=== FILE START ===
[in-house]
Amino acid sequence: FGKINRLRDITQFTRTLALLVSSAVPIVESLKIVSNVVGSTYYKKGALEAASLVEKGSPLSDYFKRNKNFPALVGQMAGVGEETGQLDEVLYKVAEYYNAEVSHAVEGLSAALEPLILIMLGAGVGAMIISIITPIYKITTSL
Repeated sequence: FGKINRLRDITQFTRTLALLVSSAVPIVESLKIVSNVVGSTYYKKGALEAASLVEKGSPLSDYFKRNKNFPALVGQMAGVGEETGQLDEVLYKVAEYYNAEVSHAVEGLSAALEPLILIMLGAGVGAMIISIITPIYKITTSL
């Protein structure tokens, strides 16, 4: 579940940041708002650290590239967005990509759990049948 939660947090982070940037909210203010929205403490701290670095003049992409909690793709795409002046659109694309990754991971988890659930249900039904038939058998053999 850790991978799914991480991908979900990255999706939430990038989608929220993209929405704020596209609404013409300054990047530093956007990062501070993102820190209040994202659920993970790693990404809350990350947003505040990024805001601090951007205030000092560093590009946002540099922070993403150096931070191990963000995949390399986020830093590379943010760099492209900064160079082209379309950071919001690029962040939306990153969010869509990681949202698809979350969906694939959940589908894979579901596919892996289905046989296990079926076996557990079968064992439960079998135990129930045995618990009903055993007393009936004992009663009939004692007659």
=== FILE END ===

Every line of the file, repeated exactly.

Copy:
[in-house]
Amino acid sequence: FGKINRLRDITQFTRTLALLVSSAVPIVESLKIVSNVVGSTYYKKGALEAASLVEKGSPLSDYFKRNKNFPALVGQMAGVGEETGQLDEVLYKVAEYYNAEVSHAVEGLSAALEPLILIMLGAGVGAMIISIITPIYKITTSL
Repeated sequence: FGKINRLRDITQFTRTLALLVSSAVPIVESLKIVSNVVGSTYYKKGALEAASLVEKGSPLSDYFKRNKNFPALVGQMAGVGEETGQLDEVLYKVAEYYNAEVSHAVEGLSAALEPLILIMLGAGVGAMIISIITPIYKITTSL
């Protein structure tokens, strides 16, 4: 579940940041708002650290590239967005990509759990049948 939660947090982070940037909210203010929205403490701290670095003049992409909690793709795409002046659109694309990754991971988890659930249900039904038939058998053999 850790991978799914991480991908979900990255999706939430990038989608929220993209929405704020596209609404013409300054990047530093956007990062501070993102820190209040994202659920993970790693990404809350990350947003505040990024805001601090951007205030000092560093590009946002540099922070993403150096931070191990963000995949390399986020830093590379943010760099492209900064160079082209379309950071919001690029962040939306990153969010869509990681949202698809979350969906694939959940589908894979579901596919892996289905046989296990079926076996557990079968064992439960079998135990129930045995618990009903055993007393009936004992009663009939004692007659």